Each solid state crowbar device 12 and 14 is a low capacitance, bidirectional transient surge protector with a selected voltage clamping voltage for protecting from lightning, line transients and other high voltage spikes. The solid state crowbar devices 12 and 14 typically have a low maximum peak on-state voltage of 3 volts and an off-state capacitance in a range between 30 and 75 pF at 1 KHz and at 1 MHz with 50 VDC bias. The solid state crowbar devices 12 and 14 typically provide a response time of less than 2 microseconds. Various commercially available devices can be used for the solid state overvoltage devices 12 and 14, for example, such as, a balanced, triple sidactor part number P3403AB having a minimum breakover voltage rating of 300 volts and manufactured by Teccor Electronics, Inc. of Irving, Tex.
A transient voltage suppressor such as manufactured and sold by General Semiconductor Industries Inc., a Square D Company under a registered trademark TransZorb, or a metal oxide varistor (MOV) advantageously is used for the reverse standoff voltage breakdown, zener-type device 16. The reverse standoff voltage breakdown zener-type device 16 has a breakdown voltage and reverse standoff voltage without conduction selectively provided above the DC supply voltage on the TIP and RING lines for the fiber to curb or the T1 carrier application, such as above 50 volts or 135 volts. For example, by selecting a reverse standoff voltage rating of 150 volts for the reverse standoff voltage breakdown zener-type device 16, holding current problem is overcome because the telecommunications fiber to curb and T1 carrier overvoltage protection apparatus 10 resets when the transient drops below the selected reverse standoff voltage. The TransZorb device is preferred over a MOV for the zener-type device 16 due to its fail-safe or fails-shorted operation.
Fail-safe device 18 advantageously includes a fusible pellet and cooperating stamped metal member as disclosed in U.S. patent application Ser. No. 08/071,755 filed Jun. 9, 1993 by Jim Pelegris. The disclosure of the above-identified patent application is incorporated herein by reference.
Referring to FIG. 2, a high-energy parallel arrangement of the reverse standoff voltage breakdown zener-type device 16 is shown including two transient voltage suppressors TransZorb or MOV devices 20 and 22.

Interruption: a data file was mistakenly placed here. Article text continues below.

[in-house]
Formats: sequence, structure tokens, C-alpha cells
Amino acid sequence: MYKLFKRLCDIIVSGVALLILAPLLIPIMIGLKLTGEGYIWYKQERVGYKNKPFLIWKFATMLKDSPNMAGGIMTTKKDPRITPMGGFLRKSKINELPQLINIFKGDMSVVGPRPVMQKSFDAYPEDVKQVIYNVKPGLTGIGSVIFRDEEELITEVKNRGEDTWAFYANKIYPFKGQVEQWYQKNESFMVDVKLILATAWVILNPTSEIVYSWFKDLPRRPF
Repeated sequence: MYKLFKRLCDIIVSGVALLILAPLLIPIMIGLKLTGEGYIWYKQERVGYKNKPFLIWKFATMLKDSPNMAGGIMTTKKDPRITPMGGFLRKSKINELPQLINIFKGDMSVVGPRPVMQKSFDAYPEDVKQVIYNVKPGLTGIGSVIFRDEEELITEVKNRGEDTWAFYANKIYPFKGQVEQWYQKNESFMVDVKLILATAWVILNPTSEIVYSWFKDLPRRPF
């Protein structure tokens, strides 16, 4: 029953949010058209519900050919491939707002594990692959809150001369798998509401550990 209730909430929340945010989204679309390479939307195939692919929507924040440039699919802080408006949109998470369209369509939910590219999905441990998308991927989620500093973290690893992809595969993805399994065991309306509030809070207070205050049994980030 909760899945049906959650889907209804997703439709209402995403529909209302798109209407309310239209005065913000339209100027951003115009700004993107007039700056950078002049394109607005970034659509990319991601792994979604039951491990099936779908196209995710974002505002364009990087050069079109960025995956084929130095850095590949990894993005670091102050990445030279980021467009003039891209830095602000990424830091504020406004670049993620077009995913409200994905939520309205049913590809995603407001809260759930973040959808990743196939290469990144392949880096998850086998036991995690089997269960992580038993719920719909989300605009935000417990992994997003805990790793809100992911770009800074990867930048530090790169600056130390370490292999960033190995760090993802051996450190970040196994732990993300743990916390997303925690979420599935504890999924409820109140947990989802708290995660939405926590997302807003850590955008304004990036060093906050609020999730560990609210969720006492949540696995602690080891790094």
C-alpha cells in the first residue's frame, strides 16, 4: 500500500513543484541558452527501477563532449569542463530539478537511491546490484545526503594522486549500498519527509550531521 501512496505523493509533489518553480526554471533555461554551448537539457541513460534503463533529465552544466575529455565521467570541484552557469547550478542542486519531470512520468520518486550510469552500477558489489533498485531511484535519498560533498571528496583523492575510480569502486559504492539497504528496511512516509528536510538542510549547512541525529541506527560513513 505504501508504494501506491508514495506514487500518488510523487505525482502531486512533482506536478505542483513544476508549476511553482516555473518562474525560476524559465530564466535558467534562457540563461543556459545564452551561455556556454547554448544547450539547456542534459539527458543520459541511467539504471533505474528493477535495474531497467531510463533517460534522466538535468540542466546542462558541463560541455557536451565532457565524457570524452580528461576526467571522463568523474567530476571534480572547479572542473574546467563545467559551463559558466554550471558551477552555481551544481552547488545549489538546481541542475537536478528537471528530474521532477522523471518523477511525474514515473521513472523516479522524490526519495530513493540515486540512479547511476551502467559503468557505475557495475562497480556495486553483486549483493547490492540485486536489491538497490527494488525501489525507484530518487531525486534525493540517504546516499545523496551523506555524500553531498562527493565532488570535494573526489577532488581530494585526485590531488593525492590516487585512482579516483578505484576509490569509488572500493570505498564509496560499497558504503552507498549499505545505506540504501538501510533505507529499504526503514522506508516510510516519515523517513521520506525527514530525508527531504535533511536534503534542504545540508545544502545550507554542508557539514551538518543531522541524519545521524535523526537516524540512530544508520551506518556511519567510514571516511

Referring to FIG. 3, there is shown a high-energy series arrangement of the reverse standoff voltage breakdown zener-type device 16 including two transient voltage suppressors TransZorb or MOV devices 24 and 26. In the series arrangement of devices 24 and 26, the selected reverse standoff voltage rating of the devices 24 and 26 can be 1/2 that of the parallel devices 20 and 22.
While the invention has been described with reference to details of the illustrated embodiment, these details are not intended to limit the scope of the invention as defined in the appended claims.
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|Citing Patent||Filing date||Publication date||Applicant||Title|
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|US7750439 *||Nov 28, 2006||Jul 6, 2010||Kabushiki Kaisha Toshiba||ESD protection device|
|US20070120193 *||Nov 28, 2006||May 31, 2007||Kabushiki Kaisha Toshiba||Esd protection device|
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|U.S. Classification||379/412, 361/110, 361/119, 379/377|
|International Classification||H04M3/18, H02H9/04|
|Cooperative Classification||H04M3/18, H02H9/048, H04M2201/80|
|European Classification||H04M3/18, H02H9/04G|
|May 12, 1994||AS||Assignment|
Owner name: ONEAC CORPORATION, ILLINOIS
Free format text: ASSIGNMENT OF ASSIGNORS INTEREST;ASSIGNOR:PELEGRIS, DIMITRIS JIM;REEL/FRAME:007001/0988
Effective date: 19940427
|Apr 20, 1999||FPAY||Fee payment|
Year of fee payment: 4
|Feb 17, 2003||FPAY||Fee payment|
Year of fee payment: 8
|Aug 13, 2007||REMI||Maintenance fee reminder mailed|
|Feb 6, 2008||LAPS||Lapse for failure to pay maintenance fees|
|Mar 25, 2008||FP||Expired due to failure to pay maintenance fee|
Effective date: 20080206